Wireless e-mail connectivity will be a built-in feature on all smartphones by the end of 2008, according to a new report from Gartner that underscores the shift in the hand-held device market and portends massive future changes.
Gartner said wireless e-mail is on its way to becoming a mainstream mobile application as common as voice communications among end users, but that several factors are hampering uptake of wireless e-mail for the time being.
Network Providers Delay
“Network operators are reluctant to permit widespread messaging access to their networks without collecting fees from those who send such messages,” Gartner Vice President Ken Dulaney said. “However, operators will lose this battle the same way that telecommunications companies lost the battle against an open Internet.”
Smartphones have long included Web surfing capabilities, but not necessarily e-mail client software, making the process of accessing e-mail accounts through a Web interface time-consuming, clumsy and expensive. At the same time, mobile e-mail servers are not widely in place on corporate networks.
In fact, many analysts say mobile network providers have been slow to embrace data services such as e-mail and text messaging out of fear of cannibalizing their core voice-minutes business, which has been an engine of growth and profitability for many of them.
However, failing to do so could result in loss of users to the Blackberry or other options, and mobile carriers are likely to find ways to bundle e-mail and instant messaging in a way that protects their core revenue streams.
Many analysts expect most telecommunications companies to forge partnerships for robust e-mail services in the near future as they recognize the value of being able to provide a full menu of communications services to users.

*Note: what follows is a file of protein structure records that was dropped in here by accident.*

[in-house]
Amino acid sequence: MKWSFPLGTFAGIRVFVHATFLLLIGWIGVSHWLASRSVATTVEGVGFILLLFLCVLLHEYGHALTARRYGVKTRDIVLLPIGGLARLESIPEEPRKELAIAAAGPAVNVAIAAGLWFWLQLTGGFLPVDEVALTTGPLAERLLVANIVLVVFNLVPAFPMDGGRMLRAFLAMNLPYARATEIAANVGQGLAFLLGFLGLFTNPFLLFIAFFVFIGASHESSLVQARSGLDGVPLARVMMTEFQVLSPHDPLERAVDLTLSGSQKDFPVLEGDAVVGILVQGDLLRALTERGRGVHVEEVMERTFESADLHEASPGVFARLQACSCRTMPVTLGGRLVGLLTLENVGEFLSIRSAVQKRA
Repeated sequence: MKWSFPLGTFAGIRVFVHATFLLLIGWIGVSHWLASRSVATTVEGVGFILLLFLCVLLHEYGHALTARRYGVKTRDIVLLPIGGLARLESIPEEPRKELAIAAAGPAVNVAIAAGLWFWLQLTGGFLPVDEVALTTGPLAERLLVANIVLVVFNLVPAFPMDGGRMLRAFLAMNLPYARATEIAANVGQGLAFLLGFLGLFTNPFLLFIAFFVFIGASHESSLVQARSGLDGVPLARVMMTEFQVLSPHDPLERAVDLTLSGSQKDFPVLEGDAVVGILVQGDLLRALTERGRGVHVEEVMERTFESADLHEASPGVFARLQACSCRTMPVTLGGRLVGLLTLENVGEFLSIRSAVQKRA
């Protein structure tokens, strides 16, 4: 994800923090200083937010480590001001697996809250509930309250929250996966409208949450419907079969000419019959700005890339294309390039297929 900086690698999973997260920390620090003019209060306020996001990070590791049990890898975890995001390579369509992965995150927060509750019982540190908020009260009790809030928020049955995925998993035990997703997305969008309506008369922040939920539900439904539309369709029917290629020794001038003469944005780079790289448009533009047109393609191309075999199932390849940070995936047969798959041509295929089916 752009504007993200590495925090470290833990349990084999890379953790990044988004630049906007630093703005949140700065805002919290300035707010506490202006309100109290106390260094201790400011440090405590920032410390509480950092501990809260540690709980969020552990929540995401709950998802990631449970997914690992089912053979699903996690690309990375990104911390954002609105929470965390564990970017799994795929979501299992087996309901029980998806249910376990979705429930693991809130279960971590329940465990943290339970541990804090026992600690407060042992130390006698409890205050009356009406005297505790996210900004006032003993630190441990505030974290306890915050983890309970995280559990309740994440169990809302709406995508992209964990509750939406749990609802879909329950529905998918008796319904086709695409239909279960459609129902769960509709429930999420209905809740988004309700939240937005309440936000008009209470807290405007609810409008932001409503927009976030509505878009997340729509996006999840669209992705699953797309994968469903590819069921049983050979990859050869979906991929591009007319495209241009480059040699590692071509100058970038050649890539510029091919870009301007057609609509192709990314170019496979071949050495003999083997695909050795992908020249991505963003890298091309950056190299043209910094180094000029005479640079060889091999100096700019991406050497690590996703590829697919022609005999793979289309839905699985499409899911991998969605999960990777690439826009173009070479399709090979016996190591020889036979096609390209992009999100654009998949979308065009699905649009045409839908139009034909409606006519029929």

Dulaney said the situation today is similar to the early days of mobile voice technology. Current mobile e-mail use is limited largely to relatively expensive services such as Research In Motion’s popular Blackberry. At the same time, many enterprises haven’t yet realized the potential productivity benefits of outfitting workers with mobile e-mail.
However, Dulaney said it will take a relatively short period of time for mobile e-mail to reach critical mass among users, especially as companies realize that if approached correctly, adding e-mail to a suite of mobile services could be relatively inexpensive. For instance, Dulaney added, wireless e-mail use could actually cut down on the amount of wireless voice minutes used.
“A business manager might see voicemails dropping precipitously and find real benefits to the fact that messages can be forwarded easily inside and outside the organization,” the analyst said. “The overall cost per message delivered is likely to be lower, given the theory that most phone calls are several minutes long and include the time to connect to the person called.”
The migration toward all-in-one smartphones has been well-documented and has coincided with a plunge in the sale of other types of hand-helds, especially personal digital assistants (PDAs). One notable exception to that trend has been the Blackberry, which enjoys credibility among business users.
Jockeying for Position
Technology companies are rushing to be in position to provide the next wave of communications services. AOL and Yahoo both recently announced deals to license their instant messaging platforms for use on the Blackberry. Also, Microsoft has announced a surprising deal to cross-license technology with Symbian, the creator of one of the most widely used smartphone operating systems.
That deal involves Microsoft’s Exchange server, which the software giant is hoping will become a standard for mobile e-mail able to rival that of Blackberry.
Frost & Sullivan analyst Brent Iadarola told the E-Commerce Times that business users want constant access to e-mail but that even those corporations that recognize the potential productivity gains to be realized are wrestling with how best to make it happen.
For instance, he said, companies might be reluctant to add an entirely new layer of e-mail servers dedicated to serving mobile users and might be open to approaches such as the one Microsoft hopes to create, that enables similar servers to be used for all e-mail and messaging solutions.
Meanwhile, the consumer market is also ripe for the arrival of full mobile e-mail access. Already, Web search and portal companies have invested heavily in providing services via mobile devices, despite the fact that many devices have limitations when it comes to accessing the Web, including limited bandwidth, the high cost of such access and the difficulty of navigating small keyboards.
Easing the use of e-mail on those devices could further boost how often they’re used and create new opportunities for selling mobile.
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